And it’s impossible to estimate how many joules your surge protector should have left because it all depends on: These surge protectors protect against smaller voltage surges that are created inside the home, usually from larger appliances cycling on and off.
Our team of reliable electricians is ready to help protect your home and expensive electronics from dangerous electrical surges. But, if you’re still using an old surge protector you purchased ten years ago, it’s probably long pastime to replace it.
These devices sit between the electrical socket and your gadgets, protecting them from any power surges and ensuring they receive a consistent voltage of electricity. It’s possible for a voltage spike caused by an issue in the power grid to damage your expensive electrical equipment, and that’s what surge protectors are designed to stop.
When they receive a power surge from the electrical outlet they’re plugged into, they have to do something with that extra voltage to get rid of it and shield the connected devices from it. A typical surge protector uses a component called a metal oxide variety (MOVE).
It’s practically impossible to tell exactly when a surge protector stops functioning as intended. Some surge protectors have built-in lights that are designed to alert you to this problem and inform you when the protector needs to be replaced.
But don’t assume your decade-old surge protector is still working properly because the warning light hasn’t come on yet. He's written about technology for nearly a decade and was a World columnist for two years.
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But unlike a sponge, a surge protector can ’t just wring out all the voltage it’s absorbed and start fresh. You see, every surge protector has a specific amount of voltage that it can absorb before it dies.
Likewise, if a surge protector with 1,000 joules takes ten 100-joule hits, it won’t offer protection anymore and will need to be replaced. I have 2 Furman M-8LX units that I used in a small concert hall 3 or 4 times a week for about 4 years.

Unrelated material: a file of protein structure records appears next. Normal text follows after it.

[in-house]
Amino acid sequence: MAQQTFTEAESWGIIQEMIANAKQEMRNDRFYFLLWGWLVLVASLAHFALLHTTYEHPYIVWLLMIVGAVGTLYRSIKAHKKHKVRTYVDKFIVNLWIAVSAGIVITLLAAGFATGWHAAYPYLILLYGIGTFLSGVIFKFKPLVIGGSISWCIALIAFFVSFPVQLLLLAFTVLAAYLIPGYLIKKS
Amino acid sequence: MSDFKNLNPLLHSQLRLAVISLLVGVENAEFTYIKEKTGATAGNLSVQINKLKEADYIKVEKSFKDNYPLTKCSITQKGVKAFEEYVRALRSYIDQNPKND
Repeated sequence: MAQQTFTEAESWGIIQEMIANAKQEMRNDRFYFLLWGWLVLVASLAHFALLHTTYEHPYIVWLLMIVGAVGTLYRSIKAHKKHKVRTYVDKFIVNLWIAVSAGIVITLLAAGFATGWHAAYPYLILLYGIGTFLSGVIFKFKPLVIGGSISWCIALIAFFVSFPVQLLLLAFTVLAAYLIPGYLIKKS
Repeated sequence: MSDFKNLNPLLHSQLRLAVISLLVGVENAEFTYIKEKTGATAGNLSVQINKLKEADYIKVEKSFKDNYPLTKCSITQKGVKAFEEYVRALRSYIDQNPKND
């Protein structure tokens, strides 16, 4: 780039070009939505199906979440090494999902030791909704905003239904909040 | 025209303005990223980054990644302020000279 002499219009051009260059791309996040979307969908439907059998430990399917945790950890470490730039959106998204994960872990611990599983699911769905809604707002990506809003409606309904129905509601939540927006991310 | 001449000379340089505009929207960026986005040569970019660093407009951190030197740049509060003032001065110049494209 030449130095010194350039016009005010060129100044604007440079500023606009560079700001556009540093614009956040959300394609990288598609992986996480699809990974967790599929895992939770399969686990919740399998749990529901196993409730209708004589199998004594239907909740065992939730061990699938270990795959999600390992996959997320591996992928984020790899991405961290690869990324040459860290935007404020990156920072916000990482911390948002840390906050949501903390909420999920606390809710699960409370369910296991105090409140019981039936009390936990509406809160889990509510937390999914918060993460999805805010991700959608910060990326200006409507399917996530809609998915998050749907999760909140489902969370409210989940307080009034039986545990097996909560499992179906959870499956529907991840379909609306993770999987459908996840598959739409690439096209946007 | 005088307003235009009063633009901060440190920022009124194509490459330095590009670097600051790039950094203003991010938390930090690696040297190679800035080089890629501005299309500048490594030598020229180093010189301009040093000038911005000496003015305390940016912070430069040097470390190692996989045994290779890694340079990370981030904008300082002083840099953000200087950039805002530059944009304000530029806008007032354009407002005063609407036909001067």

Sharing mains supplies with lighting consoles used to be a real dread, but modern ones seem much better behaved. In my equipment racks I operate a tier system where I replace the top-level surge -protected plug boards (those supplying the most sensitive bits of gear) roughly every year. The replaced ones cascade down to other tiers, and off the bottom end I have a large box filling up with perfectly-serviceable plug boards that I label as non-suppressed and lend to the lighting crews.
Yeah, maybe I'll dispose of that Arms 614... it's pretty ancient at this point, I can 't imagine it's protecting much of anything anymore... Yeah, maybe I'll dispose of that Arms 614... it's pretty ancient at this point, I can 't imagine it's protecting much of anything anymore...
They cost less than a dollar, and are easy to locate and replace for anyone who can solder if they use reasonable high-voltage caution. The biggest problem is often, if the MOVE has failed in a spectacular fashion, it will be impossible to read the markings on it.
But... if I'm a mere musician, and not an electrician... and very wary of high-voltage situations... that sort of testing (and soldering) is not really an option, unfortunately. But... if I'm a mere musician, and not an electrician... and very wary of high-voltage situations... that sort of testing (and soldering) is not really an option, unfortunately.
Here, on top of all that extra circuitry, you're paying for a heavy gauge enclosure to support the huge transformer(s) inside. The reputable manufacturers, (Furman, ETA, Tripartite/SL Water, JuiceGoose, Watt box) do a decent job telling the consumer which type they're buying.
The panel mounted ones have status LED's that indicate whether the suppressor is operating, or failed (i.e. lightning strike, etc). Prepare to spend a couple of hundred bucks plus the electrician's labor on permanently wired suppressors.